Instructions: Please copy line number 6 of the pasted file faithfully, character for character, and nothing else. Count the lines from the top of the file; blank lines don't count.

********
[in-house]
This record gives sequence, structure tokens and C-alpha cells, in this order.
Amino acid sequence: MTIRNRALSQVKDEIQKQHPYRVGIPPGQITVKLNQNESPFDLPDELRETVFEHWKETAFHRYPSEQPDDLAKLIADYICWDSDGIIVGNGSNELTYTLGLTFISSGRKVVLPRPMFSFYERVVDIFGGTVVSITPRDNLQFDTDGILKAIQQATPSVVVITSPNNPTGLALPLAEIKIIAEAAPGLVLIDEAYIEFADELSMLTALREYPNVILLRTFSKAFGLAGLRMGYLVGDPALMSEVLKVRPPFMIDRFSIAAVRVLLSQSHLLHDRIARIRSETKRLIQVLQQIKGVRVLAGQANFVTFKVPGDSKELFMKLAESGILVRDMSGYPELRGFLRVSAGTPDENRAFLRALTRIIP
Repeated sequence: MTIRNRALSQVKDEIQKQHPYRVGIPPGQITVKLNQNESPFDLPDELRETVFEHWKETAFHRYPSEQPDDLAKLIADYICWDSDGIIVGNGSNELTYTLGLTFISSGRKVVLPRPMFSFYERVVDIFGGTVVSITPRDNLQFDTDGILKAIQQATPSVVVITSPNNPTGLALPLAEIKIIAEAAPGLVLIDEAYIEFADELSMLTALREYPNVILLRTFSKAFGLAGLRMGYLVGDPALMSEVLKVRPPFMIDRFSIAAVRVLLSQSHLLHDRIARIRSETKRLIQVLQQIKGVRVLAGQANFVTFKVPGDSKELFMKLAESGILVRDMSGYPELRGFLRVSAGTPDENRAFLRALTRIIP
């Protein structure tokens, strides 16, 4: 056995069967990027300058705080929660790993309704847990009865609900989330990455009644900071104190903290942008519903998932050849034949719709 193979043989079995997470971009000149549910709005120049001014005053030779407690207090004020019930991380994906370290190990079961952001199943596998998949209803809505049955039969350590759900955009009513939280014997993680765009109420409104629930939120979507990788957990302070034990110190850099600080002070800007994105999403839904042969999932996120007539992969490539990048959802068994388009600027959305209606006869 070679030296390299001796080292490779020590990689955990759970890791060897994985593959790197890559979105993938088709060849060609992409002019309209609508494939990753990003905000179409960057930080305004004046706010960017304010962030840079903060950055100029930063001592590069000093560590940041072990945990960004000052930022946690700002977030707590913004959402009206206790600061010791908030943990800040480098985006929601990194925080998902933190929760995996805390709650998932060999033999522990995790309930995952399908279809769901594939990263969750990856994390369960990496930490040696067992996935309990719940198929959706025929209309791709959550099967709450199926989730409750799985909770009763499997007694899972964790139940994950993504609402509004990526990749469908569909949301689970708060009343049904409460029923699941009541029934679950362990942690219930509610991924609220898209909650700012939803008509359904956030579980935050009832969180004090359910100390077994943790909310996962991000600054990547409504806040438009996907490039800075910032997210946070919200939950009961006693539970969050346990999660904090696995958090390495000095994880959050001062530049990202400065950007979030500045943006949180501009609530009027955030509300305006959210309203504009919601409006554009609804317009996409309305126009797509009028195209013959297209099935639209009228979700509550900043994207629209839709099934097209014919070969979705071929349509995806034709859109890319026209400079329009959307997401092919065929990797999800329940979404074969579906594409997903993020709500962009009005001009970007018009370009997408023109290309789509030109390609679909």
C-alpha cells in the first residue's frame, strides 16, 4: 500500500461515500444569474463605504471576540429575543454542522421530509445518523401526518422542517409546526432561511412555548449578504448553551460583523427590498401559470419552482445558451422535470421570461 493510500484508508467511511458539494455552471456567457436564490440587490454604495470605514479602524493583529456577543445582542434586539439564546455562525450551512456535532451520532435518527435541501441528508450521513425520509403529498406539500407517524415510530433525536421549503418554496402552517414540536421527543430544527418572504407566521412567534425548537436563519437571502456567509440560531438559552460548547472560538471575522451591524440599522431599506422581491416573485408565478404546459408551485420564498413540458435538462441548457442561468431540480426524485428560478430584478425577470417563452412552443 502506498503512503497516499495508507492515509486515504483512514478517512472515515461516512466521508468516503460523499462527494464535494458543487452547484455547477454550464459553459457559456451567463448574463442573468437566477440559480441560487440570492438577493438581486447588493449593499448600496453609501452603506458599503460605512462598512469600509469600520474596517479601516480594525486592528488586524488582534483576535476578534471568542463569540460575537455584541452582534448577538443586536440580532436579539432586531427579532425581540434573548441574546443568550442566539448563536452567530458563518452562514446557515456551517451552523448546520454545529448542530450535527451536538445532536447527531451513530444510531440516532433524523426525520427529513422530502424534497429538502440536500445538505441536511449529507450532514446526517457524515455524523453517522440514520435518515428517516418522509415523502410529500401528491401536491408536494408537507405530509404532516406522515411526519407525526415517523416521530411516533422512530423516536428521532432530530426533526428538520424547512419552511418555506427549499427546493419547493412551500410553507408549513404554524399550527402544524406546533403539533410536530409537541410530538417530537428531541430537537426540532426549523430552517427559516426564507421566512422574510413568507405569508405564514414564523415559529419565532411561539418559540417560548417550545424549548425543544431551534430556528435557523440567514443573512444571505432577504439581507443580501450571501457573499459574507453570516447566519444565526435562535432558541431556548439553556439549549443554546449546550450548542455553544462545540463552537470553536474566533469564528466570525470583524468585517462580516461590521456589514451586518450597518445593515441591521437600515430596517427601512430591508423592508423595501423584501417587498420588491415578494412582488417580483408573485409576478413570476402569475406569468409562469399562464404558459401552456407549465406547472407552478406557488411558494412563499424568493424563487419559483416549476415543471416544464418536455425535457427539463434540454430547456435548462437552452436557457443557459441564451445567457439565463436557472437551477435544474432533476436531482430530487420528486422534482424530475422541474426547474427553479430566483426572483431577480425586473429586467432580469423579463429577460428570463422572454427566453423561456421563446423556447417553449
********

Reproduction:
C-alpha cells in the first residue's frame, strides 16, 4: 500500500461515500444569474463605504471576540429575543454542522421530509445518523401526518422542517409546526432561511412555548449578504448553551460583523427590498401559470419552482445558451422535470421570461 493510500484508508467511511458539494455552471456567457436564490440587490454604495470605514479602524493583529456577543445582542434586539439564546455562525450551512456535532451520532435518527435541501441528508450521513425520509403529498406539500407517524415510530433525536421549503418554496402552517414540536421527543430544527418572504407566521412567534425548537436563519437571502456567509440560531438559552460548547472560538471575522451591524440599522431599506422581491416573485408565478404546459408551485420564498413540458435538462441548457442561468431540480426524485428560478430584478425577470417563452412552443 502506498503512503497516499495508507492515509486515504483512514478517512472515515461516512466521508468516503460523499462527494464535494458543487452547484455547477454550464459553459457559456451567463448574463442573468437566477440559480441560487440570492438577493438581486447588493449593499448600496453609501452603506458599503460605512462598512469600509469600520474596517479601516480594525486592528488586524488582534483576535476578534471568542463569540460575537455584541452582534448577538443586536440580532436579539432586531427579532425581540434573548441574546443568550442566539448563536452567530458563518452562514446557515456551517451552523448546520454545529448542530450535527451536538445532536447527531451513530444510531440516532433524523426525520427529513422530502424534497429538502440536500445538505441536511449529507450532514446526517457524515455524523453517522440514520435518515428517516418522509415523502410529500401528491401536491408536494408537507405530509404532516406522515411526519407525526415517523416521530411516533422512530423516536428521532432530530426533526428538520424547512419552511418555506427549499427546493419547493412551500410553507408549513404554524399550527402544524406546533403539533410536530409537541410530538417530537428531541430537537426540532426549523430552517427559516426564507421566512422574510413568507405569508405564514414564523415559529419565532411561539418559540417560548417550545424549548425543544431551534430556528435557523440567514443573512444571505432577504439581507443580501450571501457573499459574507453570516447566519444565526435562535432558541431556548439553556439549549443554546449546550450548542455553544462545540463552537470553536474566533469564528466570525470583524468585517462580516461590521456589514451586518450597518445593515441591521437600515430596517427601512430591508423592508423595501423584501417587498420588491415578494412582488417580483408573485409576478413570476402569475406569468409562469399562464404558459401552456407549465406547472407552478406557488411558494412563499424568493424563487419559483416549476415543471416544464418536455425535457427539463434540454430547456435548462437552452436557457443557459441564451445567457439565463436557472437551477435544474432533476436531482430530487420528486422534482424530475422541474426547474427553479430566483426572483431577480425586473429586467432580469423579463429577460428570463422572454427566453423561456421563446423556447417553449